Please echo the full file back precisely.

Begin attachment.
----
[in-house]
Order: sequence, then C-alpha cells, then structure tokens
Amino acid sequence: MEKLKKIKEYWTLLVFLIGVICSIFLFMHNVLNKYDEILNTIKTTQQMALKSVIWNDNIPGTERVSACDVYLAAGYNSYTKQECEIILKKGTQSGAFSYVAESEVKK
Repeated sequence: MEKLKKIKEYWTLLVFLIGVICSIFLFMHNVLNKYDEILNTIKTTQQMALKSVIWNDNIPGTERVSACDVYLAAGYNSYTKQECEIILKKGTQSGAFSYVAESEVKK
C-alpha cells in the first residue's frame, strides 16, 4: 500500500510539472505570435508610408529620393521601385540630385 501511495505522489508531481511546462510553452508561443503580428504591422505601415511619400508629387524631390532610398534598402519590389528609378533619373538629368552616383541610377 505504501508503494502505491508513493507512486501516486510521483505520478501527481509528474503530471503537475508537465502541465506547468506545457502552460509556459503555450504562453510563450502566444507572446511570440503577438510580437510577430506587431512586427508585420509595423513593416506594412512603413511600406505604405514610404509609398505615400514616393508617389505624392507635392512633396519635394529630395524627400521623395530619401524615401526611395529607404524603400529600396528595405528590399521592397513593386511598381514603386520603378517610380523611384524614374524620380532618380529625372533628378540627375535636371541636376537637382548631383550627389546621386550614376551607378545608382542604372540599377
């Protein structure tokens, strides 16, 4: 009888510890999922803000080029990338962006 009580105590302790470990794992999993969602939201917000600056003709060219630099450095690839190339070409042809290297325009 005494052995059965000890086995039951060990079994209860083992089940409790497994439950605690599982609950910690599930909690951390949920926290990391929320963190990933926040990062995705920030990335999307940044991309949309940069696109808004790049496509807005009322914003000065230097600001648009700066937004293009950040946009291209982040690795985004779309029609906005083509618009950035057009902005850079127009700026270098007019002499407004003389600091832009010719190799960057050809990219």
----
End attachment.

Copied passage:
[in-house]
Order: sequence, then C-alpha cells, then structure tokens
Amino acid sequence: MEKLKKIKEYWTLLVFLIGVICSIFLFMHNVLNKYDEILNTIKTTQQMALKSVIWNDNIPGTERVSACDVYLAAGYNSYTKQECEIILKKGTQSGAFSYVAESEVKK
Repeated sequence: MEKLKKIKEYWTLLVFLIGVICSIFLFMHNVLNKYDEILNTIKTTQQMALKSVIWNDNIPGTERVSACDVYLAAGYNSYTKQECEIILKKGTQSGAFSYVAESEVKK
C-alpha cells in the first residue's frame, strides 16, 4: 500500500510539472505570435508610408529620393521601385540630385 501511495505522489508531481511546462510553452508561443503580428504591422505601415511619400508629387524631390532610398534598402519590389528609378533619373538629368552616383541610377 505504501508503494502505491508513493507512486501516486510521483505520478501527481509528474503530471503537475508537465502541465506547468506545457502552460509556459503555450504562453510563450502566444507572446511570440503577438510580437510577430506587431512586427508585420509595423513593416506594412512603413511600406505604405514610404509609398505615400514616393508617389505624392507635392512633396519635394529630395524627400521623395530619401524615401526611395529607404524603400529600396528595405528590399521592397513593386511598381514603386520603378517610380523611384524614374524620380532618380529625372533628378540627375535636371541636376537637382548631383550627389546621386550614376551607378545608382542604372540599377
């Protein structure tokens, strides 16, 4: 009888510890999922803000080029990338962006 009580105590302790470990794992999993969602939201917000600056003709060219630099450095690839190339070409042809290297325009 005494052995059965000890086995039951060990079994209860083992089940409790497994439950605690599982609950910690599930909690951390949920926290990391929320963190990933926040990062995705920030990335999307940044991309949309940069696109808004790049496509807005009322914003000065230097600001648009700066937004293009950040946009291209982040690795985004779309029609906005083509618009950035057009902005850079127009700026270098007019002499407004003389600091832009010719190799960057050809990219």